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Thursday, February 18, 2021

Fifty Years of Film in 50 weeks, #3: The Covered Wagon, 1923

I knew sooner or later a Western would pop up onto my list and I would not be able to resist it. Well, it's already happened on Week 3 of my quest to watch a new film every week from successive years.

The Covered Wagon (1923)
Director: James Cruze
Writer: Jack Cunningham, adapted from a novel by Emerson Hough
Cinematographer: Karl Brown
Producer: Jesse Lasky for Paramount Pictures
Starring: J.Warren Kerrigan, Lois Wilson, Alan Hale, Ernest Torrence

Why I chose it
Essentially, I couldn't resist a Western, and I had read (The Story of Film, by Mark Cousins) that it was an early masterpiece.

'No-spoiler' plot overview
In 1948, two groups of would-be settlers of the Oregon territory unite their wagon trains in Kansas City to make the trek westward through harsh terrain and hostile Indian lands. Young Molly Wingate (Lois Wilson), while engaged to the shifty opportunist Sam Woodhull (Alan Hale), becomes intrigued by the mysterious but heroic leader of the other group, Will Banion (J.Warren Kerrigan).  Banion is cast out of the combined group when it's revealed he was tried and dishonorably discharged from the U.S. Army for stealing cattle. Yet before that, he manages to use his wits and experience to get the group out of a few challenging moments, like crossing the Platte River. Once the majority of the travelers reach their destination, the three protagonists must confront their differences.

Production Background and 1923 in Film History
According to his son, producer Jesse Lasky was drawn to the story because his grandfather arrived in California in a wagon train; he wanted to "lift the western from a low-budget potboiler film into an epic," as quoted in Kevin Brownlow's 1980 documentary miniseries “Hollywood." And he arranged for the film to be shot in Utah. Director James Cruze grew up in Utah as a Mormon and observed wagons pass his family ranch. In the design, great pains were taken toward realism, including commandeering local old Conestoga heirloom wagons and hiring hundreds of Plains Native Americans hired to play their ancestors. The film cost $800,000 but made $4 million at the box office, a huge hit. It greatly influenced John Ford and ushered in a wave of epic and romantic Westerns that lasted well into the sound era.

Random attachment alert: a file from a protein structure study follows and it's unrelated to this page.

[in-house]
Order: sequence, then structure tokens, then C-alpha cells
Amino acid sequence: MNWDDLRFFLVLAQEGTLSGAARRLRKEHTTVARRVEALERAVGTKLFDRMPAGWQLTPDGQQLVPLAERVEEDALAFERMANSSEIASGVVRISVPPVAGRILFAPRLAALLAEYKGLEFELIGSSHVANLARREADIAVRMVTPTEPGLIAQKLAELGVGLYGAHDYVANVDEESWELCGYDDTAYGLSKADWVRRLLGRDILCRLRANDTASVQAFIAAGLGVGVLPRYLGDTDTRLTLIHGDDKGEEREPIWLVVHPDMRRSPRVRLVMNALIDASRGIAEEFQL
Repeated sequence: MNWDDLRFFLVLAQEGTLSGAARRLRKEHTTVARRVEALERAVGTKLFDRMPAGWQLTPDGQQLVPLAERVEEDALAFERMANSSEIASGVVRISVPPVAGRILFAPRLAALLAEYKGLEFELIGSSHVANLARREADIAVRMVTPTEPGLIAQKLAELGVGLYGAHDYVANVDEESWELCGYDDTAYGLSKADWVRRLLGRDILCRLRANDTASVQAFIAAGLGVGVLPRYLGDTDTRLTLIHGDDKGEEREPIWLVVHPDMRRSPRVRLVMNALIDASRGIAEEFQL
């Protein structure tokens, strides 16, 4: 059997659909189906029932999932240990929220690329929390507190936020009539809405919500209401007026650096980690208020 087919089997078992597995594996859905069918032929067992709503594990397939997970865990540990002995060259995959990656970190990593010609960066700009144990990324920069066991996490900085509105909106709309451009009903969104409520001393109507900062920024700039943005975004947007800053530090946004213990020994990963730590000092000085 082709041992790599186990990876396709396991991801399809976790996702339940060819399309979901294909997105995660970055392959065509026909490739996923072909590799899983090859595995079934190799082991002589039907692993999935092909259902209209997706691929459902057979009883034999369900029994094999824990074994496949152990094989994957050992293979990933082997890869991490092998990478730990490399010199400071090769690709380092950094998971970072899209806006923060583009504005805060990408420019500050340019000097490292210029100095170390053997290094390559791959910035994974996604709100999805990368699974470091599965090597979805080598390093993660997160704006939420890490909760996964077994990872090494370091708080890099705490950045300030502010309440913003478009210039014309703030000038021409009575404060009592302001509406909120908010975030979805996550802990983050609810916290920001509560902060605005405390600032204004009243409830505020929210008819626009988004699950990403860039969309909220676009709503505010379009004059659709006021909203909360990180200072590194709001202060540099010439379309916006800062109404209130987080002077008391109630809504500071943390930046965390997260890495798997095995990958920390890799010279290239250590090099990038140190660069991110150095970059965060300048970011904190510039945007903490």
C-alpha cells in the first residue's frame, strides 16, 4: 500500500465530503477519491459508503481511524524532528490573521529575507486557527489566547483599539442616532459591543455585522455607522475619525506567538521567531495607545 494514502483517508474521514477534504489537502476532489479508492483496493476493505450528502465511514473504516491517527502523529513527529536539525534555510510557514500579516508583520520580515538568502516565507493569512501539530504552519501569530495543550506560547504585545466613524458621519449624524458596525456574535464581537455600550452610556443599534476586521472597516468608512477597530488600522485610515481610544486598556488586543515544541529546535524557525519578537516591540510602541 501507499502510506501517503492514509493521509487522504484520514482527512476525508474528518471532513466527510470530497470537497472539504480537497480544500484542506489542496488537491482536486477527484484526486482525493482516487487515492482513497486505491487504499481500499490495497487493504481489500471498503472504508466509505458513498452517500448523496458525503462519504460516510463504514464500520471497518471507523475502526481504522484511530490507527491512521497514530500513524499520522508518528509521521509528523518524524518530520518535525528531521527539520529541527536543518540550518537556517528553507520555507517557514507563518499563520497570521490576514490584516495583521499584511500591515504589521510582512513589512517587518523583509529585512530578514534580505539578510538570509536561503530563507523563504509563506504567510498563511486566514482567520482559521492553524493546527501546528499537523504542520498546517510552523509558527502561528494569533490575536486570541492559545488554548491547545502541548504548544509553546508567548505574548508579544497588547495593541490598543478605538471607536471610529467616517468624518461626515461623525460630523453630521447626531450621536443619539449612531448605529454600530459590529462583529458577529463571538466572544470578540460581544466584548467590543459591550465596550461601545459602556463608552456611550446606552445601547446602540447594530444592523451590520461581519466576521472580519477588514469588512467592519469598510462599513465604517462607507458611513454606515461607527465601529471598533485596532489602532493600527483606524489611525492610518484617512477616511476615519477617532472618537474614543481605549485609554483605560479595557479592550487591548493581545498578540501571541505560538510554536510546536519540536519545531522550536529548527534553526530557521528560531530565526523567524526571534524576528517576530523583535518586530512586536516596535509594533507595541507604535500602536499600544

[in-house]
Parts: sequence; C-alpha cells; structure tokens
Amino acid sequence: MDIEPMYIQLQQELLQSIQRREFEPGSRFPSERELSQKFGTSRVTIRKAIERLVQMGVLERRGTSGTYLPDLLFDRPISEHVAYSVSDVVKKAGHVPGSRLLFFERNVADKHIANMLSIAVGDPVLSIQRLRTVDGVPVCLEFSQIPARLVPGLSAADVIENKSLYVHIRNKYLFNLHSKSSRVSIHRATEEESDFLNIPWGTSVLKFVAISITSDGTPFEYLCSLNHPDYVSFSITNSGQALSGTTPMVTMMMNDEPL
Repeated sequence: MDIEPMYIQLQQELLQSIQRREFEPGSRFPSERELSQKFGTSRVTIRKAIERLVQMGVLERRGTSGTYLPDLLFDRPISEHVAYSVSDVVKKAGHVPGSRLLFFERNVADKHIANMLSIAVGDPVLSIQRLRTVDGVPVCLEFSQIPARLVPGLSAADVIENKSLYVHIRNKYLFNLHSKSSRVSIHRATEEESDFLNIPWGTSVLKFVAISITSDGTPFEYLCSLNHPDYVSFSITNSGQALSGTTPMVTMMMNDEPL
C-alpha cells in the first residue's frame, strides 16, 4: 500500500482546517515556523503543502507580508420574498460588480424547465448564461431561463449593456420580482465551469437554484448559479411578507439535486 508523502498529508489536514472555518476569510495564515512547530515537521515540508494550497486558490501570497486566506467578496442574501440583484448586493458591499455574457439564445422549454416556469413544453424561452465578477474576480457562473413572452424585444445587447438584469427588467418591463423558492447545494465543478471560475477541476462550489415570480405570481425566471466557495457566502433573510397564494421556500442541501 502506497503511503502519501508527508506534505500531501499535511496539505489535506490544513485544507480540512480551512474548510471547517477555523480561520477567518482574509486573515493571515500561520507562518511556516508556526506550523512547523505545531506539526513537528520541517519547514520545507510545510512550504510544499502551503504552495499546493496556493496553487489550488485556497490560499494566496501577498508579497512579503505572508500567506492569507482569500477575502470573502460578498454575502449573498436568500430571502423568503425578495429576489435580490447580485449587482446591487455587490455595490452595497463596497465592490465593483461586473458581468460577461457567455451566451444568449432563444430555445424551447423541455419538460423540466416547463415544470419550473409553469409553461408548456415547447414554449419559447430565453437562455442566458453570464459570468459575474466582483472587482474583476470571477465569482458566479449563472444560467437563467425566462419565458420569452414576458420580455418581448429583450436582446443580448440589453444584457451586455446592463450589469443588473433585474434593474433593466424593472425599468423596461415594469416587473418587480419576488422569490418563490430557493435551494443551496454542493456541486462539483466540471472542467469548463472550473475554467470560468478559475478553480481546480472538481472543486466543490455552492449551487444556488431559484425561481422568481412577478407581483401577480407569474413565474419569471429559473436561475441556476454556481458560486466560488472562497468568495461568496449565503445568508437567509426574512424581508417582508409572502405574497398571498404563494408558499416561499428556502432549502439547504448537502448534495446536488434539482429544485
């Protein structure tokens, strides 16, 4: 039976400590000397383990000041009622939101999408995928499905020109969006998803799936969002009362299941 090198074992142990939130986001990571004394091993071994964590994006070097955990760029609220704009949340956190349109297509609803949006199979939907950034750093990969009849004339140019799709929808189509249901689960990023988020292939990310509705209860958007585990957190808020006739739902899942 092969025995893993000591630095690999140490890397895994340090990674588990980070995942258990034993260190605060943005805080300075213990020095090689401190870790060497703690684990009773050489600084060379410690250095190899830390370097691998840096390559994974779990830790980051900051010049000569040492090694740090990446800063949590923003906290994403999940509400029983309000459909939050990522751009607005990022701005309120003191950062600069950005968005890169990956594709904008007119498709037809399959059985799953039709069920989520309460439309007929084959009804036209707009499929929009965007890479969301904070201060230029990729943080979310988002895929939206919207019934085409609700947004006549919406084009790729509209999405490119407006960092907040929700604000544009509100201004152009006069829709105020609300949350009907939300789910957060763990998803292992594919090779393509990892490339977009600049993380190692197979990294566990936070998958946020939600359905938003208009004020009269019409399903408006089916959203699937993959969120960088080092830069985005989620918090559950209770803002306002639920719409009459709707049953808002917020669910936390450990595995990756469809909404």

Some other notable film-related events in 1923*:
  • Comedian Harold Lloyd wowed audiences with his best-remembered film Safety Last.
  • Star Wallace Reid died of an overdose after dealing with a years-long addiction to painkillers.
  • The iconic 'Hollywoodland' sign, later shorted to 'Hollywood', was built by a real estate developer in the hills above the burgeoning film town.
  • Warner Brothers Pictures, Inc. was established, and would soon become a pioneer in developing sound films.
    *Thanks to
My Random Observations 
  • The real stars of this film are the natural beauty of the Utah landscape and the stunning cinematography by Karl Brown. I stopped the film several times just to admire the work.